“What’s wrong with the telly, for heaven’s sake?”
For the longest time, I had this urge to read the works of Roald Dahl. But given the childish nature of his books, I kept away and engaged myself in what one would call more age-appropriate books. It wasn’t until recently that I decided to give in to my inner child and laid my hands on Matilda, a classic children’s story though I read it as an adult now because frankly, I don’t seem to remember him as a child.
Geniuses are seldom born, and rarer are the cases where they are recognized in their childhood. One such child was Matilda. An extraordinary child born to ordinary parents, Matilda was never treated well. In fact, the way her parents, Mrs. And Mr. Wormwood behaved with her made one feel that she wasn’t their own blood. That wasn’t the case with her brother Michael. He was pampered, half the reason behind it was that he was a “He” and the other half, was Matilda’s fault. You see, she was an exceptional child and as unlike her family as one could be. She liked to read and despised the television she was forced to watch during dinner, which according to her parents was an insult to them. They were so pissed at her for being their child, they didn’t even think about putting her into a school until someone pointed out. Once in school, Matilda thought she finally had something to look forward to, and her teacher Ms. Honey was a sweetheart to her, but the headmistress Mrs. Trunchbull was no less than a monster. So, Matilda, as grown as an adult and yet a child, took matters into her own hands; to find a way for herself to read, to find a way to teach her father a lesson for all the insults he threw her way, to find a way to help poor Ms. Honey escape the clutches of the horrendous Mrs. Trunchbull and last, but not the least, to find a way to escape from her horrible parents.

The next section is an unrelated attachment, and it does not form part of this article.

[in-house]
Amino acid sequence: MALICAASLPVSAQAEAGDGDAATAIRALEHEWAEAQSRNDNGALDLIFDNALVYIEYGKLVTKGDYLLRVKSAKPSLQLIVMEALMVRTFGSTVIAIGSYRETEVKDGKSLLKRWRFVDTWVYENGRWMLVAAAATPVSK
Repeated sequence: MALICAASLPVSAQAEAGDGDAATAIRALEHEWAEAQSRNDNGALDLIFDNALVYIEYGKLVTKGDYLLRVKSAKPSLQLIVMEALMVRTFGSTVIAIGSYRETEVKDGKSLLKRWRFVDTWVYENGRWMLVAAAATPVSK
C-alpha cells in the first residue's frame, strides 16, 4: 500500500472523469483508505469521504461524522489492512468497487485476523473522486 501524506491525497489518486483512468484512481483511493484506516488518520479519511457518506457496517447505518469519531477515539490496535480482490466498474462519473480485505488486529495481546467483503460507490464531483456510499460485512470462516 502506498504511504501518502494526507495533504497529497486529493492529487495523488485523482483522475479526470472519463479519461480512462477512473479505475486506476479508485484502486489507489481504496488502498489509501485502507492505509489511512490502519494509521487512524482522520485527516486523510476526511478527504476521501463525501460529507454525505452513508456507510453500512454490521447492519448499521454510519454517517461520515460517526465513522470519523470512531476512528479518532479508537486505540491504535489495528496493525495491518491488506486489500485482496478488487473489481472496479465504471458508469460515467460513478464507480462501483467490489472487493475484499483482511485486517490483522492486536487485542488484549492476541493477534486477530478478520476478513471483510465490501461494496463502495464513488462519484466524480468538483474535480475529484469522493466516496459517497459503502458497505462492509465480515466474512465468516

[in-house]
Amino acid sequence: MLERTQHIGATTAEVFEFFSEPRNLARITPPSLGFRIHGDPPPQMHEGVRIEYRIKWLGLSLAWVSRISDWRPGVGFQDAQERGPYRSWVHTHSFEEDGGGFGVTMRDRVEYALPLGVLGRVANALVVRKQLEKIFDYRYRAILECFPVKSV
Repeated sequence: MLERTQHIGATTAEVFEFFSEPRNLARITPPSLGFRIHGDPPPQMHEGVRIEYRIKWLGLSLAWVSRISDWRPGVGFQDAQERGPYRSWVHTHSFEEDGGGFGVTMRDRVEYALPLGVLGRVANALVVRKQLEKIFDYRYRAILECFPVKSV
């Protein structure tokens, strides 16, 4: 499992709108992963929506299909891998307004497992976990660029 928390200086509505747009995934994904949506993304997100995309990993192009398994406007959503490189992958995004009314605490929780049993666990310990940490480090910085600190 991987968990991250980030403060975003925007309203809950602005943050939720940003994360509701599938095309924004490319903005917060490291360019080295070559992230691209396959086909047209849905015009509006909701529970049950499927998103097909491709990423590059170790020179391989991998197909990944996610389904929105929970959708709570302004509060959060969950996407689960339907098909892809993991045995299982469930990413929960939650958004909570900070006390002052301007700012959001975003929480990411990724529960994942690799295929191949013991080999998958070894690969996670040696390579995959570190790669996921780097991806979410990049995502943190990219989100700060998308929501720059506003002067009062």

Although I had watched the movie adaptation of Matilda years ago and more recently when I came across it on a streaming platform, it didn’t stop me from it being my first ever Roald Dahl. I had thought it would be safe if I gave the book a shot because having watched the movie already, I knew what was going to happen (and it is so unlike me!) With so many options to choose from, Matilda seemed likable. Now that I’ve been introduced to the Dahl world, I know it’ll be a long beautiful journey.
Written in the third person, the writing was lucid and flowed smoothly. The seamless transition of the years was great, I hate pauses and detached chapters. Despite the story length being not too long, I finished it off in a day in multiple sittings, the characterization was splendid. Each of the characters was presented so expertly that there was no room for assumptions. The only character that didn’t find much scope and space was the brother Michael, whom I thought should have had an episode with Matilda. It would have been lovely to see the sibling comradery or the lack of it. LOL. The illustrations, however, or whatever those scribblings of a doodle were, did no justice to the lovely characters and their antics. Such a descriptive book and such unimaginative pictures! I have never been more disappointed.
The primary characters of the story, Matilda and Mrs. Trunchbull, make up for an interesting feuding pair, the former being an easily infuriated girl and the latter, an obnoxious kid-hating woman. It was fun to see their banter, or rather see the woman reprimanding the kids nastily and the girl giving out justice by counter reprimanding the woman in her own funnily innocent ways. The imagination of the author, ah, it was a breath of fresh air from the past. Ms. Honey, for me, was the strongest person in the story. Her acceptance and knowing the importance of mental health, that peace is more important than revenge, made her stand out in front of the other characters.
A humorous story with a beautiful message, Matilda is a must-read for you and your child. And yes, a message to all the grown-ups, treat the children well, they are much more accomplished and not helpless at all.0 likes